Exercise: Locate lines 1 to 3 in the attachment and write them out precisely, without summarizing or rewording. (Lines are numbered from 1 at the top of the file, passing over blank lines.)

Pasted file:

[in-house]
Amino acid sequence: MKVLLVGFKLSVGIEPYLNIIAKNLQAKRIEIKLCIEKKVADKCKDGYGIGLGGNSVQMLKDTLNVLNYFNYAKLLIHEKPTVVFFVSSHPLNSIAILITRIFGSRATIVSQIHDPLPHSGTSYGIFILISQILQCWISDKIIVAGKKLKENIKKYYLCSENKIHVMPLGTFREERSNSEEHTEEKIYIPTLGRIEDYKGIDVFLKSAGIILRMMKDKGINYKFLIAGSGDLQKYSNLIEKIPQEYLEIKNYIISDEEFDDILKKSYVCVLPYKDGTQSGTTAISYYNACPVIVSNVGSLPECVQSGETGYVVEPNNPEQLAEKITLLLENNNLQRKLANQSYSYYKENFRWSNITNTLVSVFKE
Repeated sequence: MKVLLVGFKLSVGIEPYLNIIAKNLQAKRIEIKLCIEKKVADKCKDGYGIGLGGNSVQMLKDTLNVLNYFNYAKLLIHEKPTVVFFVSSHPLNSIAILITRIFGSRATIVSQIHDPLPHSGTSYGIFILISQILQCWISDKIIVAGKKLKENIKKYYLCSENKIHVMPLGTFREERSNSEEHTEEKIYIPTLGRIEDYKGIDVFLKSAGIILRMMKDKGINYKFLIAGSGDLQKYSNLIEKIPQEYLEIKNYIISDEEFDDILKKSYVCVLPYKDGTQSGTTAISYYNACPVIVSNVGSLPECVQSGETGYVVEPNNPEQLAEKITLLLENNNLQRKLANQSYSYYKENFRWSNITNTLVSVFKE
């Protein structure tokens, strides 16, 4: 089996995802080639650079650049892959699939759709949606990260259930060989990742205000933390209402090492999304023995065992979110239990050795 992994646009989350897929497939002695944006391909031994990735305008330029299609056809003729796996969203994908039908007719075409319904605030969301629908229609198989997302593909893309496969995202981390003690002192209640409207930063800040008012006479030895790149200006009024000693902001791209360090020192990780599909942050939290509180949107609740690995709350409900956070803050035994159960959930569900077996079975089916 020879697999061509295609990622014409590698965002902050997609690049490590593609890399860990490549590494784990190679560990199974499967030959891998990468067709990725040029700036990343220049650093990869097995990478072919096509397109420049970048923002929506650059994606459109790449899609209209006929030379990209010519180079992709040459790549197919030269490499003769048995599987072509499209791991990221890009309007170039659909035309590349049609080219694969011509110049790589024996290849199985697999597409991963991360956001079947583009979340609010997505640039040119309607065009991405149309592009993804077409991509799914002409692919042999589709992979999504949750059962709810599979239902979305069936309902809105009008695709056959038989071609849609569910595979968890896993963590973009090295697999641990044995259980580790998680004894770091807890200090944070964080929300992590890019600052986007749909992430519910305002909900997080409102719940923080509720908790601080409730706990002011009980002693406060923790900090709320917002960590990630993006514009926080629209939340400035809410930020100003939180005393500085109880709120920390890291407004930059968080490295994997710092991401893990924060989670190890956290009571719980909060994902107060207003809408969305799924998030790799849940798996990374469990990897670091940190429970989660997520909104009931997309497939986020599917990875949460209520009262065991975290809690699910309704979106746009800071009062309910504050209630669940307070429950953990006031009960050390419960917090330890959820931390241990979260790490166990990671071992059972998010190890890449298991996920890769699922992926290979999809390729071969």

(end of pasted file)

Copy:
[in-house]
Amino acid sequence: MKVLLVGFKLSVGIEPYLNIIAKNLQAKRIEIKLCIEKKVADKCKDGYGIGLGGNSVQMLKDTLNVLNYFNYAKLLIHEKPTVVFFVSSHPLNSIAILITRIFGSRATIVSQIHDPLPHSGTSYGIFILISQILQCWISDKIIVAGKKLKENIKKYYLCSENKIHVMPLGTFREERSNSEEHTEEKIYIPTLGRIEDYKGIDVFLKSAGIILRMMKDKGINYKFLIAGSGDLQKYSNLIEKIPQEYLEIKNYIISDEEFDDILKKSYVCVLPYKDGTQSGTTAISYYNACPVIVSNVGSLPECVQSGETGYVVEPNNPEQLAEKITLLLENNNLQRKLANQSYSYYKENFRWSNITNTLVSVFKE
Repeated sequence: MKVLLVGFKLSVGIEPYLNIIAKNLQAKRIEIKLCIEKKVADKCKDGYGIGLGGNSVQMLKDTLNVLNYFNYAKLLIHEKPTVVFFVSSHPLNSIAILITRIFGSRATIVSQIHDPLPHSGTSYGIFILISQILQCWISDKIIVAGKKLKENIKKYYLCSENKIHVMPLGTFREERSNSEEHTEEKIYIPTLGRIEDYKGIDVFLKSAGIILRMMKDKGINYKFLIAGSGDLQKYSNLIEKIPQEYLEIKNYIISDEEFDDILKKSYVCVLPYKDGTQSGTTAISYYNACPVIVSNVGSLPECVQSGETGYVVEPNNPEQLAEKITLLLENNNLQRKLANQSYSYYKENFRWSNITNTLVSVFKE